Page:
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Wildlife Branch


Wildlife Management Areas

Western Region

Alonsa 10,917 ha
Northwest of Alonsa, south of PR 235

The dominant cover of this WMA is aspen forest, with some native grasslands. Open areas have bearberry, saskatoon and chokecherry throughout. The prominent wildlife species are deer, sharp-tailed grouse, and ruffed grouse. Moose are seen on rare occasions. Furbearers include coyote, fox, ermine, snowshoe hare, red squirrel, and muskrat. The area is important to both breeding and migratory birds, especially songbirds. A trail network runs through the area in a southeast northwest direction, following the ridges. A hiking trail and Medicine Rock interpretive site were developed in cooperation with the Alonsa Conservation District.

Assiniboine Corridor 3,275 ha
South of CFB Shilo

Some of the most scenic portions of the Assiniboine River including the junction with the Souris River are included in this WMA. Made up of numerous parcels of land along the river, some units contain riparian forest as well as stabilized sand dunes dominated by little bluestem, and blue grama grasses. The area supports white-tailed deer and numerous furbearers. A variety of birds is found in the WMA, especially grassland species such as savannah sparrows and bobolinks, and edge-habitat species including the rufous-sided towhee and brown thrasher.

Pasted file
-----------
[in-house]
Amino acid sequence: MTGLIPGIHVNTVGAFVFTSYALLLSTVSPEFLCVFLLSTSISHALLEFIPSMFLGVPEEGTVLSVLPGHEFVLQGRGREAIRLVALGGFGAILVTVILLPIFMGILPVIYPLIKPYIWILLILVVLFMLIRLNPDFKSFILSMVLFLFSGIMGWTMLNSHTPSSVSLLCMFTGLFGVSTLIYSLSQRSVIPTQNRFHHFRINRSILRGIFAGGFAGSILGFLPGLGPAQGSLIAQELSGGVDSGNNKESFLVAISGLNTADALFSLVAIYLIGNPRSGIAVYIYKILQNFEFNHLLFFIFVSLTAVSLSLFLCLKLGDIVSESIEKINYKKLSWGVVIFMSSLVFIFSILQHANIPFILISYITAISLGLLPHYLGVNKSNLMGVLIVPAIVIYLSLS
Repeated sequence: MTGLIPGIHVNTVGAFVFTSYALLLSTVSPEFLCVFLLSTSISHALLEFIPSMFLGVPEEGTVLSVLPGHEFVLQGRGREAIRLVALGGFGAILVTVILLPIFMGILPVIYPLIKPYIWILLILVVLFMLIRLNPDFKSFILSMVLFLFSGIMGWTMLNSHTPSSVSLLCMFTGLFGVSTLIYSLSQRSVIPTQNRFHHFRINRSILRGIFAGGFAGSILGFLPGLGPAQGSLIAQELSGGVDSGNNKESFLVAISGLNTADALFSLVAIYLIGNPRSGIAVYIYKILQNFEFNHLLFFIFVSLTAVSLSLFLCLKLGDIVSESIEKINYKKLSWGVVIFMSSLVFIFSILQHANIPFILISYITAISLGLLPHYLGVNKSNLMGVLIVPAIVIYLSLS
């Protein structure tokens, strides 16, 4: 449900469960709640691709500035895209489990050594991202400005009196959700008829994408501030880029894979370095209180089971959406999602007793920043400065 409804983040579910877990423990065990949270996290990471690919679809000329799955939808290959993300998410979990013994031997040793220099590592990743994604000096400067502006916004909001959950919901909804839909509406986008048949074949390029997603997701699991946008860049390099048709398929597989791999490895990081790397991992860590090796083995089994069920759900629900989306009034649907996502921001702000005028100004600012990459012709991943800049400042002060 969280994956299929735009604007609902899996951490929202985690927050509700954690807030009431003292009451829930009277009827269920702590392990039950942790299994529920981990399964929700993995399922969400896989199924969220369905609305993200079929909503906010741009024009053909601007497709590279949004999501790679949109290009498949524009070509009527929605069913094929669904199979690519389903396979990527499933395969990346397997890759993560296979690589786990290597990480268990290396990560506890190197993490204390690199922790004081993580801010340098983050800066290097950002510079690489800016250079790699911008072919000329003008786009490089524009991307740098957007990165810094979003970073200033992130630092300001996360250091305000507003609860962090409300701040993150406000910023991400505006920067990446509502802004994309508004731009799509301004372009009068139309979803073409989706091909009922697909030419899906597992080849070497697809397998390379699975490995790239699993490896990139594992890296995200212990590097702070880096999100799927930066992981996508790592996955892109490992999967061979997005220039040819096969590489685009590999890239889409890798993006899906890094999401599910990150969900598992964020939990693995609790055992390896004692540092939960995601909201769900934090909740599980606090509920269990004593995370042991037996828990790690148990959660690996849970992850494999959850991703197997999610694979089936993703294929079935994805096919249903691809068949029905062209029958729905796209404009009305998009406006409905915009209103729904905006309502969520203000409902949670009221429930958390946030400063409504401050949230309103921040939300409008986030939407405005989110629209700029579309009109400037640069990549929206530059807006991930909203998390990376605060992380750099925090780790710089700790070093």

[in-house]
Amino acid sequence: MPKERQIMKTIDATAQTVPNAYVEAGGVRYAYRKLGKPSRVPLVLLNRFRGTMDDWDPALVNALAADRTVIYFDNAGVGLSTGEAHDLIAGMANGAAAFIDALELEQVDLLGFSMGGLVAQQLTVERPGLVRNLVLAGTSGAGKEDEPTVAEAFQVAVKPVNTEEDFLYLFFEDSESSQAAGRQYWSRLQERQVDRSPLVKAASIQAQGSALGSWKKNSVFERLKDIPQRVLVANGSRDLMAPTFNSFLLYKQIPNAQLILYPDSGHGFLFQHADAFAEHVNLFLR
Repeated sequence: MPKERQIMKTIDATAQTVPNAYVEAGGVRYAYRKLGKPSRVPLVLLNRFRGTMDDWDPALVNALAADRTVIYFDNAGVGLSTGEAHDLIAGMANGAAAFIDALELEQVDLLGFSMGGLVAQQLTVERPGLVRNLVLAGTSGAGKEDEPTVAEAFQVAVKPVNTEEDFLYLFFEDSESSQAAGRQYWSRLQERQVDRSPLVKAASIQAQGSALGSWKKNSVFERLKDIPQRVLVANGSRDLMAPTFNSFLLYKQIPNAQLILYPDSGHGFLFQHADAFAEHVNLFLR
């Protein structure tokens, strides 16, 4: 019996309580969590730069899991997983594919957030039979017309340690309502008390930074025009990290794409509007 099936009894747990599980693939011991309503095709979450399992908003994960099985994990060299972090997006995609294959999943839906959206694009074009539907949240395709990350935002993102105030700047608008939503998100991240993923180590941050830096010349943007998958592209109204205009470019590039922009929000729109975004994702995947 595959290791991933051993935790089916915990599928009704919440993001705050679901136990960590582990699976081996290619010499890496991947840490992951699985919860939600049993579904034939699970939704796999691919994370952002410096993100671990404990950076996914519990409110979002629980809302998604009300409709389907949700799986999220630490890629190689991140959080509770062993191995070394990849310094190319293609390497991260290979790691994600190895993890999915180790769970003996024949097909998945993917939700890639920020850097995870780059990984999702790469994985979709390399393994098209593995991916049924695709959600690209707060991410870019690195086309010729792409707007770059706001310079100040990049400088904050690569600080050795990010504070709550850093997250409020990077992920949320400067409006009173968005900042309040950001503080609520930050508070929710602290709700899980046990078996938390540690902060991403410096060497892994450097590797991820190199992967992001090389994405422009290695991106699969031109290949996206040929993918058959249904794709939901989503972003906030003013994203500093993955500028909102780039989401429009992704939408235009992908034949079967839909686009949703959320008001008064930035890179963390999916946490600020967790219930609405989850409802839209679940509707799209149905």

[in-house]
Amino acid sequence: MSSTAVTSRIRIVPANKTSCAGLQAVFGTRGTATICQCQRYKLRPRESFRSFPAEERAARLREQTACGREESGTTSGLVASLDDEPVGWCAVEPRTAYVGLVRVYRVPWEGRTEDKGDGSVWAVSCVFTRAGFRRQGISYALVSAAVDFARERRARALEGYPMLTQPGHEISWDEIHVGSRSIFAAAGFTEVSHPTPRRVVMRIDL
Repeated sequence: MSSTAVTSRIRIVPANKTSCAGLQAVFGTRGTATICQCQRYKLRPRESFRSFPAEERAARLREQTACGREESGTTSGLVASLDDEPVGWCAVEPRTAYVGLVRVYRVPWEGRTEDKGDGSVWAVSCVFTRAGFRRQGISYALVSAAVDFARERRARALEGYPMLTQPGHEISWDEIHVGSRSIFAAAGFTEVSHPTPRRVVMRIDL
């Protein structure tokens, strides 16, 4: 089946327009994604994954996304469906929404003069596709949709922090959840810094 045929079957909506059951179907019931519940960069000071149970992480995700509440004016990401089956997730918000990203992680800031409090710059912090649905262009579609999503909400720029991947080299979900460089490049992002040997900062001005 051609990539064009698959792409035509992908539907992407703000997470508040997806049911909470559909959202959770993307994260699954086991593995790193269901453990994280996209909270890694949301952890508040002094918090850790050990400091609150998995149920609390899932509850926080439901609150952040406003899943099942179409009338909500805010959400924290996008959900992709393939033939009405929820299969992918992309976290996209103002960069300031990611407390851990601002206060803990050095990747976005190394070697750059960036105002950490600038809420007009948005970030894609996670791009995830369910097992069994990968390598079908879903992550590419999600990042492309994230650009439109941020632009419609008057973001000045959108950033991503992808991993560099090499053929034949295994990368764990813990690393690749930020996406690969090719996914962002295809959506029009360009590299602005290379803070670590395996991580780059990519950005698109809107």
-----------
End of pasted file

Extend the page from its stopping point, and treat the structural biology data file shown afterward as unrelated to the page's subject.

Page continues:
Bernice 65 ha
West of Lauder

The endangered Baird's sparrow and other grassland birds nest in this WMA. The area was almost entirely cultivated at one time, but habitat was created for wildlife by planting trees and shrubs and seeding dense nesting cover. The WMA now consists mainly of grasslands, with a significant representation of native grass species.

Brandon Hills 722 ha
South of Brandon

Exceptionally high winter populations of white-tailed deer are consistently recorded in this area, which is the reason for the lands in this WMA being acquired in the early 1970s. It is one of the few large blocks of mature forest in the Brandon area. The rolling terrain, combined with dense aspen and bur oak forest interspersed with mixed-grass prairie openings, provides essential food and thermal cover for wildlife. Most of the land within the WMA was never cultivated and has remained in a natural state. Deer that are dispersed throughout nearby farmland in the remainder of the year rely on this habitat to endure the hardships of winter. Recent studies have also revealed the importance of the Brandon Hills as a breeding area for neo-tropical migrant birds, such as willow flycatchers.